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ACCC Set to Target Food Franchisors

The Australian Competition and Consumer Commission has taken more aggressive action against rogue franchisors in recent months. This is something we haven’t really seen from the regulator in the past.

In an announcement made earlier this month, the ACCC issued a special warning to food franchisors who will be targeted in the next round of Franchising Code compliance checks.

Under the Franchising Code, franchisors must disclose certain information such as certain set up and operating costs, information about supply restrictions and site or territory history.

This information is given to prospective franchisees to assist them in making a reasonably informed decision before the purchase of a business which may reduce risk of substantial harm to the franchisee.

Through this initiative, the ACCC will assess important documents that franchisors provide to potential franchisees to check that all information is clearly and accurately disclosed.

The ACCC will specifically focus on the following mandatory disclosure areas:

• Disclosure of certain costs of establishing and operating a franchise business
• Disclosure of limitations on where franchisees can buy goods and services
• Disclosure of whether a franchisor receives rebates or benefits when franchisees purchase from certain suppliers
• Disclosure of site or territory history
• Disclosure of cooling off costs
• Disclosure of current and former franchisee contact details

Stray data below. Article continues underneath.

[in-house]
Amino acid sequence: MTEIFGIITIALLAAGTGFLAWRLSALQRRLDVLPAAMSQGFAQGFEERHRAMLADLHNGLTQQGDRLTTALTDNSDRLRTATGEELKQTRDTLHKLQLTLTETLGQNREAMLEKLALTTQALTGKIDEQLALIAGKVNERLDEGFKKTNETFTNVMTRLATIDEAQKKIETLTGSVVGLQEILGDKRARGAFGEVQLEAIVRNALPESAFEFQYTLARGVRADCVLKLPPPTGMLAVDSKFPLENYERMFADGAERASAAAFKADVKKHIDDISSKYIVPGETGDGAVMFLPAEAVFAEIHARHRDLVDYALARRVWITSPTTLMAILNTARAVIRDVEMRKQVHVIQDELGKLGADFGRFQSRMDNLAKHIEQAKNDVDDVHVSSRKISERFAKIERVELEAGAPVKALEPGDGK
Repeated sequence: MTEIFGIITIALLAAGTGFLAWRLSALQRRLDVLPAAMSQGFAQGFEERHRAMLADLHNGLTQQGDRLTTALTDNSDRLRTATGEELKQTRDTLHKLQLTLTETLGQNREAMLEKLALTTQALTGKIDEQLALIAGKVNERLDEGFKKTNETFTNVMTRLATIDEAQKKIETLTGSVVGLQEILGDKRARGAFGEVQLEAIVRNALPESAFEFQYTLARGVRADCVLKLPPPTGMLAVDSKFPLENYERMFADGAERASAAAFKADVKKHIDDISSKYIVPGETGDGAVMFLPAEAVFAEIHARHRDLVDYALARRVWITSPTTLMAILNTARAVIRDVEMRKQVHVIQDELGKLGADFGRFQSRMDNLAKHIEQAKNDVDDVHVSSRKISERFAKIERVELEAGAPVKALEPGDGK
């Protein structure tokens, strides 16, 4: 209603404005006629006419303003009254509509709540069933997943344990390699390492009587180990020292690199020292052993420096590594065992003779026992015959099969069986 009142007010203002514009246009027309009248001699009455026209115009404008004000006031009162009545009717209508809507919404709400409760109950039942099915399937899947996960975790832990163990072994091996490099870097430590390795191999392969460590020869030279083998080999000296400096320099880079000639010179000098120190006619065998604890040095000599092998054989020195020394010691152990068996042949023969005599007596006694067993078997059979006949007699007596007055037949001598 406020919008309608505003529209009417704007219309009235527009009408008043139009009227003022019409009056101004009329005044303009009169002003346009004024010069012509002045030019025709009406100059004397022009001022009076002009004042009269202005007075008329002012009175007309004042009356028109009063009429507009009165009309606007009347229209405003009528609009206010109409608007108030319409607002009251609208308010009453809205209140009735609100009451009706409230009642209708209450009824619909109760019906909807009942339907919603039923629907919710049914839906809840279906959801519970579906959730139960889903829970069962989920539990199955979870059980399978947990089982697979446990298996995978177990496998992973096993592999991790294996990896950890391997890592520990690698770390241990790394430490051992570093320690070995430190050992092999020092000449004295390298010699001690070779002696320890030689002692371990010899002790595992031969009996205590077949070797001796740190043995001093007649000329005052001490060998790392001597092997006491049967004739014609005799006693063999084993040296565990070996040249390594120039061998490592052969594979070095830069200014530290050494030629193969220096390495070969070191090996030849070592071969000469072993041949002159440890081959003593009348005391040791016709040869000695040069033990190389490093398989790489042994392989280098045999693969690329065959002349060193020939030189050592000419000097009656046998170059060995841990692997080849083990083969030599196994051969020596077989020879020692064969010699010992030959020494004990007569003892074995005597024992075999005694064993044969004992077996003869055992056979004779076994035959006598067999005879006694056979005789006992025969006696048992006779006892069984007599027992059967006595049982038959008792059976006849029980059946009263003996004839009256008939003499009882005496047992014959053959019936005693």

This information should be disclosed through the disclosure document at least 14 days prior to any agreement being entered into or non-refundable money being paid. The format for disclosure documents is set out in the Code.
In line with its Compliance & Enforcement policy, the ACCC may consider enforcement action against franchisors where it amounts to a breach of the Franchising Code or the Australian Consumer Law.
The ACCC has successfully prosecuted Geowash, a former hand car wash and detailing franchisor, for acting unconscionably, making false or misleading representations, and failing to act in good faith in breach of the Franchising Code of Conduct.

The Court found that Geowash made misleading representations on its website by:

• suggesting that prospective franchisees could make monthly average revenue of $70,216 and gross average profit of $30,439, when it had no reasonable basis for this claim; and

• representing that it had a commercial relationship or affiliation with major corporate entities including Nissan, Kia, Renault, Audi, Emirates, Shell, Hertz, Holden, Ikea and Thrifty, when it did not.

Franchisors in the food industry should carefully review their current disclosure documents to ensure that they comply with the requirements of the Code, particularly in relation to set up, running costs and forecast revenue and profitability of the franchise business.

Our franchise legal team is available to assist with any of these matters.




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